“Low Positive” ANA: What it Means, Why it Matters, and What You Need to Know

Dr Sara Norris Naturopathic Doctor based in LA

April 24, 2023

Last month I had several patients with a positive ANA (anti-nucleic acid antibody) in their labs. Many of them were told something like, “Your ANA is low positive, but there’s nothing you need to do about it right now.”

First of all, what even is ANA?

The anti-nucleic acid antibody  is a general marker for numerous autoimmune conditions (when your immune cells are attacking healthy cells by mistake.) A positive ANA—even a “low positive”—tells us there is some autoimmune process happening in your body, but it doesn’t tell us which one.

With all autoimmune conditions, there are many factors that cause this lab to show positive. First and foremost, autoimmunity is genetically linked. You either inherited this from one or both genetic parents, or your chromosomes combined in a way that created a unique trigger for autoimmunity. (Thanks, mom & dad!)

Many autoimmune conditions ebb and flow, meaning sometimes symptoms can come and go. The higher your ANA, the more likely it is that your current symptoms (whether they’re ebbing or flowing at the moment) are linked to your positive ANA. 

Typically, when an ANA is 1:80 or 1:160, you are not currently having any symptoms linked to this positive lab. In medicine we tend to think of lab values at these ranges as either false positives, or early warning signs that you are at risk for an autoimmune condition.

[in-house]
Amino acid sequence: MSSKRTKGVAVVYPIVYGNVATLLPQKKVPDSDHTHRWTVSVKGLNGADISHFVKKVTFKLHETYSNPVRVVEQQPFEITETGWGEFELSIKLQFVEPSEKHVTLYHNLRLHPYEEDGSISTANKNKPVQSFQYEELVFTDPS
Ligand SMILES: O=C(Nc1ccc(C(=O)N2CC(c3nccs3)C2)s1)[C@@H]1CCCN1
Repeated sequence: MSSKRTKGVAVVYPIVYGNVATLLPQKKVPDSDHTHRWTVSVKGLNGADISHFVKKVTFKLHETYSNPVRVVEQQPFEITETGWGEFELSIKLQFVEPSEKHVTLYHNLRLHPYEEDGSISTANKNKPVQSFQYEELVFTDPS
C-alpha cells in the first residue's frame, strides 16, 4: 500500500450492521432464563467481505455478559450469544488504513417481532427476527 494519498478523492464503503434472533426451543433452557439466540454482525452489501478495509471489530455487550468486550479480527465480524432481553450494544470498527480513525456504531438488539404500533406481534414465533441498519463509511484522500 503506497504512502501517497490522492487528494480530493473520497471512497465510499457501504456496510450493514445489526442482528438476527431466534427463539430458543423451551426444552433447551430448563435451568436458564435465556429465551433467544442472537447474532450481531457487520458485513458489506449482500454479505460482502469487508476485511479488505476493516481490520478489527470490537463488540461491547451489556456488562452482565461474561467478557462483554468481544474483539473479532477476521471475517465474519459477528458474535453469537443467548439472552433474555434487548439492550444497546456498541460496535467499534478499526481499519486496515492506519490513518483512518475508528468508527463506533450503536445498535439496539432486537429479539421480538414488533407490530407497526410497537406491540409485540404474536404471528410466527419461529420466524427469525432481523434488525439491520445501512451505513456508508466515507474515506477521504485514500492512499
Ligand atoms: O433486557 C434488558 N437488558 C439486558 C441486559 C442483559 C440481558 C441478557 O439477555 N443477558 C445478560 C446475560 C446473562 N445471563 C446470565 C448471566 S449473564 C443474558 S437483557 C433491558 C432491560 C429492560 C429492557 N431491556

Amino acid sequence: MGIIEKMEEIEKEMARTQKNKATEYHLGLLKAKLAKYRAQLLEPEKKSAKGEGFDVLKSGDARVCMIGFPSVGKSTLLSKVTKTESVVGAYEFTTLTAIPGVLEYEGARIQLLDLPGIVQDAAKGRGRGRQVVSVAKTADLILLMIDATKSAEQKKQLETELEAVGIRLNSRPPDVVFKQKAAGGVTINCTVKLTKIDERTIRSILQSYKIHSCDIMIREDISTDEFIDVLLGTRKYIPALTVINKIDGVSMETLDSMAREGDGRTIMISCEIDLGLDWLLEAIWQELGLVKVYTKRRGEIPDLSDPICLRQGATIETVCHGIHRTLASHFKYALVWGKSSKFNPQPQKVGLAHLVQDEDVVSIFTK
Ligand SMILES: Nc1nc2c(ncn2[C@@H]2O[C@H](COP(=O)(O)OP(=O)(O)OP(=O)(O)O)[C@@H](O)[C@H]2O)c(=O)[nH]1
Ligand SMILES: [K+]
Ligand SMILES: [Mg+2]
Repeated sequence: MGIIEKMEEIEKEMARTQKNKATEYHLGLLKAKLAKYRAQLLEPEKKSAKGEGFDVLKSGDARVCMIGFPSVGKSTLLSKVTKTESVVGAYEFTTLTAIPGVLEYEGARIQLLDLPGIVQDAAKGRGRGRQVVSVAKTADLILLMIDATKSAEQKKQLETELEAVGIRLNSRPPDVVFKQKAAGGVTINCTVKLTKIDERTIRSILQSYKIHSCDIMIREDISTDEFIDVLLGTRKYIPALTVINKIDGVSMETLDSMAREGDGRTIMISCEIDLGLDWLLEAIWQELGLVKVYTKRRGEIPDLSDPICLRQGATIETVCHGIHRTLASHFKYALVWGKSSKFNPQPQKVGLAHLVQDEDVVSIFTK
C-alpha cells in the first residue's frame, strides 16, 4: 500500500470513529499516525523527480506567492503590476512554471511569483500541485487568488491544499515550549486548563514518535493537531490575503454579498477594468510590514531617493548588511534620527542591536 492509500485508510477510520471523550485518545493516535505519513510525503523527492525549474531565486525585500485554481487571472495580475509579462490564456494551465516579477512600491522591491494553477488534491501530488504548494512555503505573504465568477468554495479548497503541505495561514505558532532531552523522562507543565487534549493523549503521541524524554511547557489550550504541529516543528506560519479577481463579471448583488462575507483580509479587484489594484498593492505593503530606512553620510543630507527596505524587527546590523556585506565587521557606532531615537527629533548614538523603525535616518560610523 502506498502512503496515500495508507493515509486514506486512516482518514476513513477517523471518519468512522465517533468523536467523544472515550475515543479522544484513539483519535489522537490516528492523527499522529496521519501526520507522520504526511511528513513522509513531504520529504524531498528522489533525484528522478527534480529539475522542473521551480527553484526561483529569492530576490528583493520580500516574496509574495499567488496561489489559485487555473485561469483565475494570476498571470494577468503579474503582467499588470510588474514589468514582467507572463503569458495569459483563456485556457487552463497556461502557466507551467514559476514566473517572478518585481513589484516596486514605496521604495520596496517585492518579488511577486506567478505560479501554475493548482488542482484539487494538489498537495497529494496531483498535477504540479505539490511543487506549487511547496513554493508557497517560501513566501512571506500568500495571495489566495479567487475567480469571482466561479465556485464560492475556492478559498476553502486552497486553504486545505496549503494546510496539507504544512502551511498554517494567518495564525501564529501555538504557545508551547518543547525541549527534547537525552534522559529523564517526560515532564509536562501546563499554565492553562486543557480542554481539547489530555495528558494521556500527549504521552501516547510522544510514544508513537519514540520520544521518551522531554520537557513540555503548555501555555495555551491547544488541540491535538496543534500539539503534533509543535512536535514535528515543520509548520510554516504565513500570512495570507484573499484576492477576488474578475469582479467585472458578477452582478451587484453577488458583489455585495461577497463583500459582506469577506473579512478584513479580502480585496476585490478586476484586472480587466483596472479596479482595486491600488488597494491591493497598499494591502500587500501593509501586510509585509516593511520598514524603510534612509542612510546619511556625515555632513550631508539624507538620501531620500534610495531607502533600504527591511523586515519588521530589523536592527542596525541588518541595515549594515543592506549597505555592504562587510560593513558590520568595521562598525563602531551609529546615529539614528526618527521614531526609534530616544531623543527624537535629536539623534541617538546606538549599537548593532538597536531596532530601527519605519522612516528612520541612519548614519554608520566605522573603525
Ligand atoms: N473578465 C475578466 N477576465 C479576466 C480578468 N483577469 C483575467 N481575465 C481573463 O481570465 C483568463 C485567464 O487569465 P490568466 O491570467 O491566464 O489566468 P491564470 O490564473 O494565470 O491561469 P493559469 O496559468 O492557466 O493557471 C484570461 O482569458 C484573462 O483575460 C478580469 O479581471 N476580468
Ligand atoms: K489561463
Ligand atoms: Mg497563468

Being at risk for autoimmunity and having autoimmunity are not the same, but either way, the healing approach is the same.

From a conventional perspective (what your rheumatologist is likely to offer), there are medications that can stop  or slow the autoimmune process. This can sometimes be the best choice if natural interventions don’t work, take too long, or are too costly.

BUT, if we can reduce autoimmunity naturally, this is safer.  

 Factors that can raise the ANA (but also be treated naturally):

  1. Low Vitamin D
  2. Low consumption of omega 3 oils (and other nutrient deficiencies)
  3. Gut microbiome dysbiosis
  4. Environmental chemicals, pesticides, and organic solvents
  5. Heavy metals
  6. Cigarette smoking or chronic exposure to secondhand smoke
  7. Mold
  8. Emotional trauma, especially in childhood
  9.  Poor diet
  10.  Hormone imbalances
  11.  Immune activation from infection (bacterial, fungal, or chronic viral infections),
  12.  IgG food sensitivities 

First, we create a treatment plan to reduce any symptoms associated with an elevated ANA. We’ll also work on identifying your triggers (the foods and environmental factors that cause your symptoms to flare up).

Second, we treat these underlying triggers to prevent any further destruction of tissue (due to antibodies attacking). This involves a lot of moving—movement of your body, movement of the lymphatic system, and movement of stagnate emotions. Fun!

Third, we’ll create a game plan for long term remission which includes minimizing and decreasing current and future exposures to toxin overloads.  

I feel like we say this at the end of every blog post, but stress is a major player in autoimmunity. And when you start looking into natural interventions, it’s easy to get overwhelmed by what can feel like massive life changes, sacrifice, and expense.

Honestly, it doesn’t do you any good to give up gluten (for example) if the stress of going gluten-free sends your immune system into a tizzy anyway!

This is why we’re always mindful of what’s actually manageable in our patients’ day to day lives. We take it step by step, and make sure you have time to weigh all the options and make an informed decision.

So. Have you had a positive ANA lab and are ready to find out more? 

Give us a call today and let’s see where we should start.